A new study looking at the way human cells activate the immune system in response to SARS-CoV-2 infection could open the door to even more effective and powerful vaccines against the coronavirus and its rapidly emerging variants.
Researchers say it’s the first real look at exactly what types of “red flags” the human body uses to enlist the help of T cells—killers the immune system sends out to destroy infected cells. Until now, COVID vaccines have focused on activating a different type of immune cell, B cells, which are responsible for creating antibodies.
Developing vaccines to activate the other arm of the immune system—the T cells—could dramatically increase immunity against coronavirus, and importantly, its variants.
As reported in the journal Cell, the researchers say current vaccines might lack some important bits of viral material capable of triggering a holistic immune response in the human body. Based on the new information, “companies should reevaluate their vaccine designs,” says Mohsan Saeed, a virologist at Boston University’s National Emerging Infectious Diseases Laboratories (NEIDL) and co-corresponding author of the paper.
Saeed, an assistant professor of biochemistry at the School of Medicine, performed experiments on human cells infected with coronavirus. He isolated and identified those missing pieces of SARS-CoV-2 proteins inside one of the NEIDL’s Biosafety Level 3 (BSL-3) labs.
“This was a big undertaking because many research techniques are difficult to adapt for high containment levels [such as BSL-3],” Saeed says. “The overall coronavirus research pipeline we’ve created at the NEIDL, and the support of our entire NEIDL team, has helped us along the way.”
Saeed got involved when computational geneticists Pardis Sabeti and Shira Weingarten-Gabbay contacted him. They hoped to identify fragments of SARS-CoV-2 that activate the immune system’s T cells.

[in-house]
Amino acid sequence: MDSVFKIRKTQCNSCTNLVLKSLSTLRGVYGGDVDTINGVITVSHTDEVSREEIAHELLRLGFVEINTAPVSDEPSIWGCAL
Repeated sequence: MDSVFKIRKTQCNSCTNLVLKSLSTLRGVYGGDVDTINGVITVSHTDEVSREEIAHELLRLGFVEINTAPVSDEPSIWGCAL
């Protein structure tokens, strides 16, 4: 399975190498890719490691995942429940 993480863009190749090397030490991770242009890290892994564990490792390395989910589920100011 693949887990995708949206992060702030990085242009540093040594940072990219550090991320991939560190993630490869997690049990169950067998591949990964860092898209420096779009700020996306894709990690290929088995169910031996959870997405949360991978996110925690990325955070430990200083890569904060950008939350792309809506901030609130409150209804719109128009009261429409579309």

“The emergence of viral variants, an active area of research in my lab, is a major concern for vaccine development,” says Sabeti, a leader in the Broad Institute’s Infectious Disease and Microbiome Program. She is also a Harvard University professor of systems biology, organismic and evolutionary biology, and immunology and infectious disease, as well as a Howard Hughes Medical Institute investigator.
“We swung into full action right away because my laboratory had [already] generated human cell lines that could be readily infected with SARS-CoV-2,” Saeed says. The group’s efforts were spearheaded by two members of the Saeed lab: Da-Yuan Chen, a postdoctoral associate, and Hasahn Conway, a lab technician.
From the outset of COVID pandemic in early 2020, scientists around the world knew the identity of 29 proteins produced by SARS-CoV-2 virus in infected cells—viral fragments that now make up the spike protein in some coronavirus vaccines, such as the Moderna, Pfizer-BioNTech, and Johnson & Johnson vaccines.
Later, scientists discovered another 23 proteins hidden inside the virus’ genetic sequence; however, the function of these additional proteins was a mystery until now. The new findings of Saeed and his collaborators reveal—unexpectedly and critically—that 25% of the viral protein fragments that trigger the human immune system to attack a virus come from these hidden viral proteins.